- August 1939 - April 1940 (Creation)
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Handwritten and typed diary entries relating to Lester's time as Deputy Secretary General of the League of 12 Nations in Geneva, the outbreak of the Second World War, and the evacuation of his wife and three daughters from Geneva to Ireland.
Includes letters and cards to Lester from: Jack T Mayo ['an English fishing companion']; Ambrose B Wareing, the Danzig correspondent for the Daily Telegraph newspaper (letter dated 16 June 1937); Isidro Fabela, Mexican diplomat; Pierre Stoppani, League of Nations Economic Relations Section; Eóin MacNeill, Professor, National University of Ireland; Vladimir Sokoline, Under Secretary General's Office, League of Nations; Stephen Gwynn, former MP for Galway city, academic and journalist; S Pelychuoniades, Hellenic Delegation to the League of Nations; Joseph MN Jeffries, author and journalist; Phyllis Manning, a friend who it seems, also holidayed in Connemara and who worked at the Agricultural Economics Research Institute in Oxford, and GC Greene, 'British Sporting Agency Ltd, Digswell Vale, Welwyn, Hertfordshire, UK.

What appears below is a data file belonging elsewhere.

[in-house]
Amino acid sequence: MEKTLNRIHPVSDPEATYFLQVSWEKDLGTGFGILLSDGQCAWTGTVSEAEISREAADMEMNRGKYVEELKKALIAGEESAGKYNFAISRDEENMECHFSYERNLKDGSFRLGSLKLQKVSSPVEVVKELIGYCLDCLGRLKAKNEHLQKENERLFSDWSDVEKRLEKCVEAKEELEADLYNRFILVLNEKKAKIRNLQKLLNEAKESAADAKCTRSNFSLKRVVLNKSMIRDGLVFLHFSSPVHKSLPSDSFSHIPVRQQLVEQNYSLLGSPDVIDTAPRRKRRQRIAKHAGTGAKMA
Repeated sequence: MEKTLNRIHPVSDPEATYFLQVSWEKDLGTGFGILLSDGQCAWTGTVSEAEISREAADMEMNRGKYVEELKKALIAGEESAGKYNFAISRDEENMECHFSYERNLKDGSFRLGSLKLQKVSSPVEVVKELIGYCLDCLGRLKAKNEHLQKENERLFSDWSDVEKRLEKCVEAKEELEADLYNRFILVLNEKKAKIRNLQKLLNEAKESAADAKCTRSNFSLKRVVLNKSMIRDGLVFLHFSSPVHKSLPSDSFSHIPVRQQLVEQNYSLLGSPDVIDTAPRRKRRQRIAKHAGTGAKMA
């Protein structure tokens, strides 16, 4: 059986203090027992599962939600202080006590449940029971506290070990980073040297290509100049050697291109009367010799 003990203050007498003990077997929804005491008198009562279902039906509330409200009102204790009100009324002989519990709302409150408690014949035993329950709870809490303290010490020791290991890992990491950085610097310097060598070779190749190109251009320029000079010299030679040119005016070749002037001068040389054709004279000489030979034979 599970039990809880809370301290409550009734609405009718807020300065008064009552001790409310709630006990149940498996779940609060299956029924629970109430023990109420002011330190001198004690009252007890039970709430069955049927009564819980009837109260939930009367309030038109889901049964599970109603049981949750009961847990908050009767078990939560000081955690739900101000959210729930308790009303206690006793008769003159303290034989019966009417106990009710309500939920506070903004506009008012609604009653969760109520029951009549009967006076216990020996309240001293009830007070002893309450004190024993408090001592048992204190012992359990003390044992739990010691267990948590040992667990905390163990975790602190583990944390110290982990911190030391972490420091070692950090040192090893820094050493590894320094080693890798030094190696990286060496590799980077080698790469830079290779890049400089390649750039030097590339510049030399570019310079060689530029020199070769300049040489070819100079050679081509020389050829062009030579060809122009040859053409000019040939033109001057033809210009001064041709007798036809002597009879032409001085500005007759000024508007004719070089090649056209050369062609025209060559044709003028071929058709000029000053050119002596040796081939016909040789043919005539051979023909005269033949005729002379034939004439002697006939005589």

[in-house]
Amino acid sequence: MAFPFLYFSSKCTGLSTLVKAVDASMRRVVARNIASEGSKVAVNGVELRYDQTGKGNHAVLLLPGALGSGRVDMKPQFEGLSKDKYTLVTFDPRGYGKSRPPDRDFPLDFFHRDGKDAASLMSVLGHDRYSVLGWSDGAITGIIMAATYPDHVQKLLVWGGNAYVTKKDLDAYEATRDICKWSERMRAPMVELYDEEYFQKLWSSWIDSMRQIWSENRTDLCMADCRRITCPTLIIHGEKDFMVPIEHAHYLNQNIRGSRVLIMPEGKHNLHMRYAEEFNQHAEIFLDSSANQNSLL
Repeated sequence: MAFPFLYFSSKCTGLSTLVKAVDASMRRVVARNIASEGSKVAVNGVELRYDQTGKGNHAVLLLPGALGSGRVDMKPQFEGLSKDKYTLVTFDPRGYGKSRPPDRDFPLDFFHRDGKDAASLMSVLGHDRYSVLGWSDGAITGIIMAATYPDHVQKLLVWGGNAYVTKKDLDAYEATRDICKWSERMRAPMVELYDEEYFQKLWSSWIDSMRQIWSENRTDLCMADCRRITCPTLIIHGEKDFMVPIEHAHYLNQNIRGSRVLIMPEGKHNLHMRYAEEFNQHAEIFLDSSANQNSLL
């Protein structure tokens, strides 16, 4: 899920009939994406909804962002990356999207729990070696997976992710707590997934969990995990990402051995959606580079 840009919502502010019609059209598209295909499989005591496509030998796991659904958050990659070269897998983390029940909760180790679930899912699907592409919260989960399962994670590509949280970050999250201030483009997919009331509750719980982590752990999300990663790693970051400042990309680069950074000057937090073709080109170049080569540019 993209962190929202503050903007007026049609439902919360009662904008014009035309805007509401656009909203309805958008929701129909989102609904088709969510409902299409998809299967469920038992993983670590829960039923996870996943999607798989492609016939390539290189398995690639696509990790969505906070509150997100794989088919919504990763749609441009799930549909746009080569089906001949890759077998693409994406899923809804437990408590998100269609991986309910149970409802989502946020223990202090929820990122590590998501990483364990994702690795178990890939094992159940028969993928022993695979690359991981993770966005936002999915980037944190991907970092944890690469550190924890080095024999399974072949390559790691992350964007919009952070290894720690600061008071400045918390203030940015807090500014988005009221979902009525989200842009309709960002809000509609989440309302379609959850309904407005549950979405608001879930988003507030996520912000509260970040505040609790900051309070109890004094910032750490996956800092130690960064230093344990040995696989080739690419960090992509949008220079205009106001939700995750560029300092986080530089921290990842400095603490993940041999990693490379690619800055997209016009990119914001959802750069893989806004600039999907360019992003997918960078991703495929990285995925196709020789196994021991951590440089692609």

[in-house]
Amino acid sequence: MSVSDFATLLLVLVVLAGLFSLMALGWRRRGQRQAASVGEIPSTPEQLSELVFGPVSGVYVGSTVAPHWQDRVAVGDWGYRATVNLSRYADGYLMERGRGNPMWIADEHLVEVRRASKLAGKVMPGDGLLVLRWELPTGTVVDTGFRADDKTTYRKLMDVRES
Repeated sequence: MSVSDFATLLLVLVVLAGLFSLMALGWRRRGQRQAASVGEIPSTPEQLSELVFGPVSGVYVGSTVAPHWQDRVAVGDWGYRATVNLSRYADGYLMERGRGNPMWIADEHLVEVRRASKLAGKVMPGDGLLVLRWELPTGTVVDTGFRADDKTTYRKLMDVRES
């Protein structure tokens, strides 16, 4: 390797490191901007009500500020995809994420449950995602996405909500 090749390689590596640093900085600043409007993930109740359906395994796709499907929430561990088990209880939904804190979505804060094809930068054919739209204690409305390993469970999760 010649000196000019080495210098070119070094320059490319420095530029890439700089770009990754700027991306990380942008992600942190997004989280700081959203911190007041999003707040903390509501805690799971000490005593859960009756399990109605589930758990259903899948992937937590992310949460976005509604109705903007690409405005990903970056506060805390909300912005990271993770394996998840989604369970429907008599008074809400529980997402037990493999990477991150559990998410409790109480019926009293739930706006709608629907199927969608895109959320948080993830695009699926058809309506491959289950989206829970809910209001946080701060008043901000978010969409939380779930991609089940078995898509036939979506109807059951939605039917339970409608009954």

Includes extract from letter written by Raymond Fosdick, Rockefeller Foundation, to Arthur Sweetser, League of Nations' Public Information Section.
Also includes a handwritten 'note for talk with S.G.' [?Secretary General, Joseph Avenol], dated September 1938, newspaper cuttings, poems by Patricia E Lester [Seán Lester's daughter], and black and white photographs. First photograph features the following individuals chatting beside a bench in a garden or park 'at luncheon to [?Iroguiera' Luis Podestá Costa, League of Nations Under Secretary General; Frank P Walters, League of Nations Under Secretaries-Generals in charge of Political Section Office; Lester, and Isidro Fabela, Mexican diplomat. Second photograph features Lester, Alberto Guani, Uruguayan Foreign Minister, and [?Iroguiera] in Lester's office.
There are two gaps in the diary when Lester did not record entries for months at a time. This diary opens with '[n]ot a line written in a notebook for months', and an entry on 31 January 1940 notes that '[n]othing written for 2 months'.